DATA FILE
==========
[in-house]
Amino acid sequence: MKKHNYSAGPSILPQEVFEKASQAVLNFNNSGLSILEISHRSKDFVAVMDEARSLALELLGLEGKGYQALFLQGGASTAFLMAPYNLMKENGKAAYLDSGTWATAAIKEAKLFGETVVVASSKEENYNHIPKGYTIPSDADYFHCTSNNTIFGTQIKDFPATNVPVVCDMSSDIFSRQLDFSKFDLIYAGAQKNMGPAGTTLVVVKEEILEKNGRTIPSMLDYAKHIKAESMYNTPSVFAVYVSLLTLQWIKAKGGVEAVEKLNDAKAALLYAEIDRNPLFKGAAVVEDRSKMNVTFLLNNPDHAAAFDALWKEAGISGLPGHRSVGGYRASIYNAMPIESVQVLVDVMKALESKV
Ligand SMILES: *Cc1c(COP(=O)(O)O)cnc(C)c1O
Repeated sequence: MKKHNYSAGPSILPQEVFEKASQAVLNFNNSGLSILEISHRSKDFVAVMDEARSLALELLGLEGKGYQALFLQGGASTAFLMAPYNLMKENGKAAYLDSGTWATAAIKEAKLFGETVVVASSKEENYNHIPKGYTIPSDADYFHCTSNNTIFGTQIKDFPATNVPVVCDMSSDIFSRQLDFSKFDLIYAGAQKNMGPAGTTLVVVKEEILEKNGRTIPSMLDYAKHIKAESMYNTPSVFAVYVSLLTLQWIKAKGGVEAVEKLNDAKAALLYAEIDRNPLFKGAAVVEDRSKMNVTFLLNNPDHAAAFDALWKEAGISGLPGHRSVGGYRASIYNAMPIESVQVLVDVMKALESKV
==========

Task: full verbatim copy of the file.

[in-house]
Amino acid sequence: MKKHNYSAGPSILPQEVFEKASQAVLNFNNSGLSILEISHRSKDFVAVMDEARSLALELLGLEGKGYQALFLQGGASTAFLMAPYNLMKENGKAAYLDSGTWATAAIKEAKLFGETVVVASSKEENYNHIPKGYTIPSDADYFHCTSNNTIFGTQIKDFPATNVPVVCDMSSDIFSRQLDFSKFDLIYAGAQKNMGPAGTTLVVVKEEILEKNGRTIPSMLDYAKHIKAESMYNTPSVFAVYVSLLTLQWIKAKGGVEAVEKLNDAKAALLYAEIDRNPLFKGAAVVEDRSKMNVTFLLNNPDHAAAFDALWKEAGISGLPGHRSVGGYRASIYNAMPIESVQVLVDVMKALESKV
Ligand SMILES: *Cc1c(COP(=O)(O)O)cnc(C)c1O
Repeated sequence: MKKHNYSAGPSILPQEVFEKASQAVLNFNNSGLSILEISHRSKDFVAVMDEARSLALELLGLEGKGYQALFLQGGASTAFLMAPYNLMKENGKAAYLDSGTWATAAIKEAKLFGETVVVASSKEENYNHIPKGYTIPSDADYFHCTSNNTIFGTQIKDFPATNVPVVCDMSSDIFSRQLDFSKFDLIYAGAQKNMGPAGTTLVVVKEEILEKNGRTIPSMLDYAKHIKAESMYNTPSVFAVYVSLLTLQWIKAKGGVEAVEKLNDAKAALLYAEIDRNPLFKGAAVVEDRSKMNVTFLLNNPDHAAAFDALWKEAGISGLPGHRSVGGYRASIYNAMPIESVQVLVDVMKALESKV